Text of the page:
"Never Too Much" is the debut solo album by American singer-songwriter Luther Vandross, released on August 12, 1981 (see 1981 in music). It peaked at #19 on the Billboard 200 (then known as Pop Albums), peaked at #1 on the R&B Albums chart, and went double Platinum by the RIAA. The album earned Vandross two Grammy Award nominations in 1982 - "Best New Artist" and "Best R&B Vocal Performance, Male". The album's title track topped the Black Singles chart for two weeks. Vandross's rendition of Dionne Warwick's 1964 "A House Is Not a Home" became one of his signature songs, and received attention for its transformation into an "epic", since its duration was extended to seven minutes.
The 1989 release The Best of Luther Vandross captures Vandross at the peak of his powers, chronicling the '80s, when he reigned as the premier soul crooner of his time. That remains the definitive portrait of Vandross at his creative pinnacle, but 2003's The Essential Luther Vandross extends its reach much further, stopping when Vandross left Epic in 1996. So, it becomes a summary of his time at the label, and it's a thorough one; it may not be sequenced chronologically, but it hits all the big songs.
The Night I Fell in Love is the fourth studio album by American R&B singer-songwriter Luther Vandross, released by Epic in March 1985. In 1986, Vandross garnered a nomination for the Grammy Award for Best Male R&B Vocal Performance and two American Music Awards, Favorite Soul/R&B Male Artist and Favorite Soul/R&B Album. The first single "'Til My Baby Comes Home" is notable for featuring Billy Preston on organ. The Night I Fell in Love reached number nineteen on the US Billboard 200 album chart and topped the Top R&B/Hip-Hop Albums charts, it was ranked #93 on Rolling Stone magazine's list of the 100 best albums of the 1980s. The album was later be certified double platinum by the Recording Industry Association of America (RIAA).
The 2006 version of The Ultimate Luther Vandross swaps out some of the earlier cuts contained on the 2001 version in favor of later material, such as "Dance with My Father" and he and Beyoncé's version of "The Closer I Get to You". What's baffling is that it leaves out some major hits in favor of a pair of previously unreleased tracks (including the Jimmy Jam and Terry Lewis-produced, Chic-sampling "Shine"), and the ballad Got You Home which could serve as a sequel to Take You Out (from 2001's Luther Vandross), both of which are front-loaded in the sequence. Vandross was clearly one of the greatest singers of all time and this collection shows it.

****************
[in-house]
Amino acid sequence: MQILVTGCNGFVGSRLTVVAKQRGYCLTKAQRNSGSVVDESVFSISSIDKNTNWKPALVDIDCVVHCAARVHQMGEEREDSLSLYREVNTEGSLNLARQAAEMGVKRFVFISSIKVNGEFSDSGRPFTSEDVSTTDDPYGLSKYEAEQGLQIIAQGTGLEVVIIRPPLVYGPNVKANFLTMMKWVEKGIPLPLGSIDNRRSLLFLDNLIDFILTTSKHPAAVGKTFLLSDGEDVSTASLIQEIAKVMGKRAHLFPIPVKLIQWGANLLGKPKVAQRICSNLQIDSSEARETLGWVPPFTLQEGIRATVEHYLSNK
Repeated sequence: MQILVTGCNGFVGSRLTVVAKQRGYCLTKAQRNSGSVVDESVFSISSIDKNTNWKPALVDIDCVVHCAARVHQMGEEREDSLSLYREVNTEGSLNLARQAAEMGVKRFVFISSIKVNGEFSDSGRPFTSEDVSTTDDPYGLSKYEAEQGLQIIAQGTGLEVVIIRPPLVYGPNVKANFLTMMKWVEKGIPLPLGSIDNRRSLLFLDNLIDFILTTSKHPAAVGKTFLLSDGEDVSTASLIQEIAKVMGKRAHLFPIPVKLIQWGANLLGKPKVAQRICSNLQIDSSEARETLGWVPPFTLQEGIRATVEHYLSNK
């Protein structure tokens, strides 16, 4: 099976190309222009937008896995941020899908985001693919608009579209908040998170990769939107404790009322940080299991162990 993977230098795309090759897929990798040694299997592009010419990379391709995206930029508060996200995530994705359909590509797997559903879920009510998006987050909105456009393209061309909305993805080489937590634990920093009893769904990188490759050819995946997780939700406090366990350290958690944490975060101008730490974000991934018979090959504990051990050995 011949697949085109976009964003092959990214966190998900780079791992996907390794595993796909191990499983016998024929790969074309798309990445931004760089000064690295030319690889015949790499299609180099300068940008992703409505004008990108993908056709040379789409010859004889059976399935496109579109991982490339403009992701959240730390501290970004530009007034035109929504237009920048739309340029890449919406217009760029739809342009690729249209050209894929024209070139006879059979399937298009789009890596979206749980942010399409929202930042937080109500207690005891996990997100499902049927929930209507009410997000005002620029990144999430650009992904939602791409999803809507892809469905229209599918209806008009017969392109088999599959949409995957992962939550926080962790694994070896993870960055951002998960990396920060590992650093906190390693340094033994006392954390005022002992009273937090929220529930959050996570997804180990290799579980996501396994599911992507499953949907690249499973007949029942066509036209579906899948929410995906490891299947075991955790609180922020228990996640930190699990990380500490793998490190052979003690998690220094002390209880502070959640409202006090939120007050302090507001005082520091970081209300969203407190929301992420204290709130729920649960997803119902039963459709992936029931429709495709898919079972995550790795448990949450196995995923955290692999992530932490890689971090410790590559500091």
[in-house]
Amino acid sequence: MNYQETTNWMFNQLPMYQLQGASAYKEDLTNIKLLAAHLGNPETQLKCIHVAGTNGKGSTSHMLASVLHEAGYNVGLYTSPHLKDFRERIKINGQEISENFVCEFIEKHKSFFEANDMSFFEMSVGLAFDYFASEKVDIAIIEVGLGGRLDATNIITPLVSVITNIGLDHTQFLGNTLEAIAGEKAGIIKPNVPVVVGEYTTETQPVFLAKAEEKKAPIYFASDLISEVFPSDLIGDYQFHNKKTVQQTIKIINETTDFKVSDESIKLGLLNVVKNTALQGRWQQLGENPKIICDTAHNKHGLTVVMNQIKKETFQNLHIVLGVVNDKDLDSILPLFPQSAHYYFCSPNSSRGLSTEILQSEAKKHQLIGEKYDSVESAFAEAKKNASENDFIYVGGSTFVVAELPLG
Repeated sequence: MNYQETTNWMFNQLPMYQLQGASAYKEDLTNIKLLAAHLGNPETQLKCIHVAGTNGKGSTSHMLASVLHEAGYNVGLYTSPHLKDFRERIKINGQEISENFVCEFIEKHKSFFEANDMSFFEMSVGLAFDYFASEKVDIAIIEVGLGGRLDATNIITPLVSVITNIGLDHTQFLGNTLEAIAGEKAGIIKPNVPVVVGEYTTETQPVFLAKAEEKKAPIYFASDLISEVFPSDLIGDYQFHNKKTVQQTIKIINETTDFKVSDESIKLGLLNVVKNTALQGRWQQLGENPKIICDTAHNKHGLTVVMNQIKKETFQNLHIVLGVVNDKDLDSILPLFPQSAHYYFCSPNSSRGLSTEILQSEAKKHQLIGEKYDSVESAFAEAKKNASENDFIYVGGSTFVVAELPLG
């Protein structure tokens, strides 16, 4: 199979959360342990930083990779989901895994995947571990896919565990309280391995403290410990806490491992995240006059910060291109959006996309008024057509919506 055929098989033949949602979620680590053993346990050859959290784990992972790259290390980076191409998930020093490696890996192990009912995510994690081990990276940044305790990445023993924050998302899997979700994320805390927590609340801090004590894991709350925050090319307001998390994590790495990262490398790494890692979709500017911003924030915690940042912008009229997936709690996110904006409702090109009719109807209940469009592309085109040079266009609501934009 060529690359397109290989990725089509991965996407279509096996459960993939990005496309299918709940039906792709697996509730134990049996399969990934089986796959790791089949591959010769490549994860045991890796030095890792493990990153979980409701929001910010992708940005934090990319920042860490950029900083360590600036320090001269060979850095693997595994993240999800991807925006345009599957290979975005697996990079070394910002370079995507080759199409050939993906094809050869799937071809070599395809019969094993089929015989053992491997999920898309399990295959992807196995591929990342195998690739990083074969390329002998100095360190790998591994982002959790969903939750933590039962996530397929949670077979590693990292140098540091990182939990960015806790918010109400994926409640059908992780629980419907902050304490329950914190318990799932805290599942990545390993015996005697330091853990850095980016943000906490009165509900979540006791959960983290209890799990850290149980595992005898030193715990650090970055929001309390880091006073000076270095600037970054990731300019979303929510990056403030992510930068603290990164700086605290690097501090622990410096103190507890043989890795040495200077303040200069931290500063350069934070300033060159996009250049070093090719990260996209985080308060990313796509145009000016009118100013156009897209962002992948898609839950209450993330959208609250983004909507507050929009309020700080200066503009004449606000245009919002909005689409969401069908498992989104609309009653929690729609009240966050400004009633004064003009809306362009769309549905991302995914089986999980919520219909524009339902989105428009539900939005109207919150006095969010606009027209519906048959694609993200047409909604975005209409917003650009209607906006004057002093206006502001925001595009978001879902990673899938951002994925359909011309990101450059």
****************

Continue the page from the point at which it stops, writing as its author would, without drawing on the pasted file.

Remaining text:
Soundtrack to 1979 film "Sunnyside" starring John Travolta's brother Joey. The soundtrack features the delightful vocals of Luther Vandross, whom needs no introduction.
Luther Vandross was one of the most successful R&B artists of the 1980s and '90s. Not only did he score a series of multi-million-selling albums containing chart-topping hit singles and perform sold-out tours of the U.S. and around the world, but he also took charge of his music creatively, writing or co-writing most of his songs and arranging and producing his records. He also performed these functions for other artists, providing them with hits as well.
There can be no doubting that Luther Vandross has one of the most soulful voices in R&B music.This album is a collection of his greatest hits and just goes to show what a smooth operator he is as most of the tracks have a smooth, soulful style.
This collection documents the two-decades-plus recording career of R&B icon Luther Vandross. Even before he started putting out records under his own name, he was a first-call session singer (he's the one who created and sang the chorus hook on David Bowie's "Young Americans," for just one example). Throughout the '80s and the '90s, he was (both commercially and aesthetically) one of the most consistently successful R&B singer/songwriter/producers. This healthy two-disc selection of highlights from the impressive Vandross catalogue moves deftly from heartfelt ballads ("A House is Not a Home") to percolating, poppy numbers ("Never Too Much"), spotlighting the man's mellifluous voice and tasteful phrasing at each turn. This is quite clearly the definitive career summary for this deeply influential R&B titan.
Luther Vandross pours his heart and soul into Dance with My Father's title track, an ambitious kickoff single that misrepresents an album where most highlights are down-tempo. Vandross' own serious ailment at the time of the single's release makes the song's references to absent loved ones even more poignant. In top form at the time of recording, he is able to deliver the song with a voice strong enough to handle the monolithic sentimentality of the lyrics and Richard Marx's swollen production. The six-minute, sensual quiet storm "The Closer I Get to You" is the other high-profile track, a duet with Beyoncé Knowles holding her own with Vandross' perfect phrasing.